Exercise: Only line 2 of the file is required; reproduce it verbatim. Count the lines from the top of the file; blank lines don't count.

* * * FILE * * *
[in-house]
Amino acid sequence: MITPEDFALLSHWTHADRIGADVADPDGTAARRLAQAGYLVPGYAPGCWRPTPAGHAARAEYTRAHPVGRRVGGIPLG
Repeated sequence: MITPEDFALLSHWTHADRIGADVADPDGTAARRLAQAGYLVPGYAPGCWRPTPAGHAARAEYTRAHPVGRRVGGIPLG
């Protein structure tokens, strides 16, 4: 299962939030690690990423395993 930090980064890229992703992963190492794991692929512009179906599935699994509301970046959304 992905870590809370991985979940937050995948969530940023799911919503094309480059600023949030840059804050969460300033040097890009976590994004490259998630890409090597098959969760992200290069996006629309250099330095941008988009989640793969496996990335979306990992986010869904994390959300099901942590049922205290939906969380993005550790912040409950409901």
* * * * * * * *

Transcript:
Amino acid sequence: MITPEDFALLSHWTHADRIGADVADPDGTAARRLAQAGYLVPGYAPGCWRPTPAGHAARAEYTRAHPVGRRVGGIPLG